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COLLEGE STATION --

Dr. Sherry J. Yennello, Regents Professor of Chemistry and associate dean for faculty affairs in the College of Science at Texas A&M University, has been selected as the 2011 recipient of the American Chemical Society (ACS) Francis P. Garvan-John M. Olin Medal in recognition of distinguished service to chemistry by women chemists.

Yennello will be presented with the prestigious annual honor Tuesday (March 29) at the National Awards Ceremony and Banquet honoring all 2011 ACS national award winners in conjunction with the 241st ACS National Meeting, scheduled for March 27-31 in Anaheim, Calif. She will receive $5,000 as well as a commemorative medallion and certificate.

An internationally renowned nuclear chemist, Yennello is a member of Texas A&M's world-class Cyclotron Institute as well as a University Faculty Fellow and current chair of the College of Science Diversity Committee. Her pioneering example as an instructor, research scientist, administrator, and mentor to faculty and students -- particularly women and minorities -- is equally respected at Texas A&M and in national and international professional circles, as evidenced by this award and her recent receipt of the Texas A&M Women's Faculty Network Outstanding Mentor Award in 2010.

In addition to her teaching, nuclear research and administrative duties, Yennello currently serves as principal investigator for four major National Science Foundation grants totaling more than $5.5 million in funding to benefit STEM (science, technology, engineering, mathematics) education and outreach. The most recent and far-reaching grant, the $3.5 million ADVANCE Center for Women Faculty awarded in October, involves an interdisciplinary collaboration spanning five Texas A&M colleges to establish a new center dedicated to supporting women faculty and improving their odds of success through a more psychologically healthy workplace. She also is architect and co-chair of an NSF-funded Gender Equity Conversation project.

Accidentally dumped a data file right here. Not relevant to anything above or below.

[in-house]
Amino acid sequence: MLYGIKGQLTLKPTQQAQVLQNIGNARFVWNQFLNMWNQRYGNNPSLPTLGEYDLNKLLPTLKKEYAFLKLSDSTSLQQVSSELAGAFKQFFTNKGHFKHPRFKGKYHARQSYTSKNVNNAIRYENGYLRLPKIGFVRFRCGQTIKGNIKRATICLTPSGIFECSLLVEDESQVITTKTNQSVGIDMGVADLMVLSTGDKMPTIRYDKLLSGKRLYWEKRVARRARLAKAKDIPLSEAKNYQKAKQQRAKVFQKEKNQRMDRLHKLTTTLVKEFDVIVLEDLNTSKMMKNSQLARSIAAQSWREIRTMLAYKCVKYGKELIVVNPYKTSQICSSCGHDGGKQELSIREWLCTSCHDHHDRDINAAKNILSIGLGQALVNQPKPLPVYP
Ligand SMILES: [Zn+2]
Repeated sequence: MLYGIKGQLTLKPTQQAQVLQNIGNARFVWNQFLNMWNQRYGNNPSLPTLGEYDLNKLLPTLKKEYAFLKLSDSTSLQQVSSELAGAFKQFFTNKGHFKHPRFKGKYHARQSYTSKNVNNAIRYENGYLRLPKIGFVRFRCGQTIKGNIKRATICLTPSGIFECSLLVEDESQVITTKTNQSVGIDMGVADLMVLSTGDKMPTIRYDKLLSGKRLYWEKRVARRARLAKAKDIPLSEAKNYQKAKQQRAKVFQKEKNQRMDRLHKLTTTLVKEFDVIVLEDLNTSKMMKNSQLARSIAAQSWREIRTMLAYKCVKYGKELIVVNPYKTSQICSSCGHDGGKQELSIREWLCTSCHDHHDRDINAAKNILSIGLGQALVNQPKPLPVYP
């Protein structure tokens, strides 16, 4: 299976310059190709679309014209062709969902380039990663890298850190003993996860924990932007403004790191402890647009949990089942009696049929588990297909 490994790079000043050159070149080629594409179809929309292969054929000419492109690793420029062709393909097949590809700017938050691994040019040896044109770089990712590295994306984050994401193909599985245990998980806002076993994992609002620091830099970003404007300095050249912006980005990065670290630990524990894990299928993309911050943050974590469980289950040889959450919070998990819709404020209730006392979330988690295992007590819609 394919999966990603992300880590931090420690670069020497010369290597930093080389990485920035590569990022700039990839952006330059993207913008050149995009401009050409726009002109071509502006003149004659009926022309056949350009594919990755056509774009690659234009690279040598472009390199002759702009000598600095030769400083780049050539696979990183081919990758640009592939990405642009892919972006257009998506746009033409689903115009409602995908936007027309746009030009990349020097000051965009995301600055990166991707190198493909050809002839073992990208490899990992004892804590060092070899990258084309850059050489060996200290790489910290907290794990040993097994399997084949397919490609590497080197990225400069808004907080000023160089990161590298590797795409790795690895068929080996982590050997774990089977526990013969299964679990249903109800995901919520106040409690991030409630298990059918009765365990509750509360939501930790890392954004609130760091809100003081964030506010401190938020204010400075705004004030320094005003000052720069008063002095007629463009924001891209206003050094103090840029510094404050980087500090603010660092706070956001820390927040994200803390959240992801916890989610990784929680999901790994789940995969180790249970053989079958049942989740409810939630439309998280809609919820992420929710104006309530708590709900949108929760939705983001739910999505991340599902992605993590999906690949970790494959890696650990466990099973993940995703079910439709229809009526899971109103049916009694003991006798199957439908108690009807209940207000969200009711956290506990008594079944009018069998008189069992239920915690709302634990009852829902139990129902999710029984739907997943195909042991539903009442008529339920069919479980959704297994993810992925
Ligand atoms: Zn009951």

"Sherry Yennello has played a crucial role during the past several years in the College of Science's significant progress in hiring women faculty and, in fact, in her role as associate dean for faculty affairs, she has done much in the areas of recruiting and retaining all faculty," said Dr. H. Joseph Newton, dean of the College of Science.

A fellow of the American Physical Society since 2005, Yennello is a member of the American Chemical Society, Sigma Xi and Phi Lambda Upsilon. Her many awards include the Texas A&M Association of Former Students Distinguished Achievement College-Level Award in Teaching (2008), the Sigma Xi National Young Investigator Award (2000), the NSF Young Investigator Award (1994), the Oak Ridge Junior Faculty Enhancement Award (1993) and the General Electric Faculty for the Future Award (1993).

Yennello received her Ph.D. from Indiana University in 1990 and joined the Texas A&M faculty in 1993 after serving as a postdoctoral fellow at Michigan State University from 1991-92.

The American Chemical Society, founded in 1876 and chartered by the United States Congress, is the world's largest scientific society and leading source of scientific information. It is a non-profit, independent membership organization that represents professionals at any degree level and in any field of science that includes chemistry.

To learn more about Yennello and her award-winning efforts to benefit chemistry education, research and service, visit http://www.chem.tamu.edu/faculty/yennello.

For more information on the ACS and its national awards program, visit http://portal.acs.org/portal/PublicWebSite/funding/awards/national/htm.

-aTm-

Contact: Shana K. Hutchins, (979) 862-1237 or shutchins@science.tamu.edu or Dr. Sherry J. Yennello, (979) 845-7361 or yennello@comp.tamu.edu

Hutchins Shana

  • Dr. Sherry J. Yennello

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